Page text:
Lonely black hole hiding in giant star cluster identified

Astronomers discovered that one of the stars in a global cluster is being flung backwards and forwards at speeds of several hundred thousand kilometres per hour, with the pattern repeating every 167 days.

Lonely black hole hiding in giant star cluster identified
Representational image

London: Astronomers have discovered a star in a massive globular cluster that appears to be orbiting an inactive and invisible black hole about four times the mass of the Sun.

Using European Southern Observatory's (ESO) MUSE instrument on the Very Large Telescope in Chile, the astronomers observed that the star is in the cluster NGC 3201 situated in the southern constellation of Vela (The Sails).

From its observed properties the star was determined to be about 0.8 times the mass of our Sun, and the mass of its mysterious counterpart was calculated at around 4.36 times the Sun's mass.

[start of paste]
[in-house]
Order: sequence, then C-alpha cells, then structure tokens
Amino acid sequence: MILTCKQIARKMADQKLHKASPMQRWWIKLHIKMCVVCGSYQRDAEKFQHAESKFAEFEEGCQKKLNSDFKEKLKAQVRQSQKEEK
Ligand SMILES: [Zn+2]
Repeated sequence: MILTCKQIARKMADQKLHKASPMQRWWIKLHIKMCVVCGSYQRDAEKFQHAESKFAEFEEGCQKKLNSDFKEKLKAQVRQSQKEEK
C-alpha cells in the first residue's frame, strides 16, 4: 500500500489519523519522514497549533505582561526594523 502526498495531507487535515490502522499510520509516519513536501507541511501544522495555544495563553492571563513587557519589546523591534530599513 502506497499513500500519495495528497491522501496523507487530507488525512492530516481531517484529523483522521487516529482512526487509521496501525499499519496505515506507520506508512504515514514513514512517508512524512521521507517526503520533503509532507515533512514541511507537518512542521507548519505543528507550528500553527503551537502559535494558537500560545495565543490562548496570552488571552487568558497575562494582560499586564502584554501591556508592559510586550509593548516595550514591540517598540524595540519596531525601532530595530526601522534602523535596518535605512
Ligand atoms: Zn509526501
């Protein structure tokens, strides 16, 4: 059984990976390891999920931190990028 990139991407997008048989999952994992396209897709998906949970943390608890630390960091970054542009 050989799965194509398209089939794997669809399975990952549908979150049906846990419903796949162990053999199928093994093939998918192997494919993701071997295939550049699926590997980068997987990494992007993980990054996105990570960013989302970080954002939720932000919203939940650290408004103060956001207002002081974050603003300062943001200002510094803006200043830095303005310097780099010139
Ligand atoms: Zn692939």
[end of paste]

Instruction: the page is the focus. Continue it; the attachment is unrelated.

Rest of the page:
Astronomers discovered that one of the stars in a global cluster is being flung backwards and forwards at speeds of several hundred thousand kilometres per hour, with the pattern repeating every 167 days.

"It was orbiting something that was completely invisible, which had a mass more than four times the Sun -- this could only be a black hole! The first one found in a globular cluster by directly observing its gravitational pull," lead author Benjamin Giesers from the Georg-August-Universitat Gottingen in Germany, said in a statement. 

This important discovery impacts on our understanding of the formation of these star clusters, black holes, and the origins of gravitational wave events, the researchers said.

Globular star clusters are huge spheres of tens of thousands of stars that orbit most galaxies. They are among the oldest known stellar systems in the Universe and date back to near the beginning of galaxy growth and evolution. More than 150 are currently known to belong to the Milky Way.

"The new finding helps in understanding the formation of globular clusters and the evolution of black holes and binary systems -- vital in the context of understanding gravitational wave sources," Giesers said.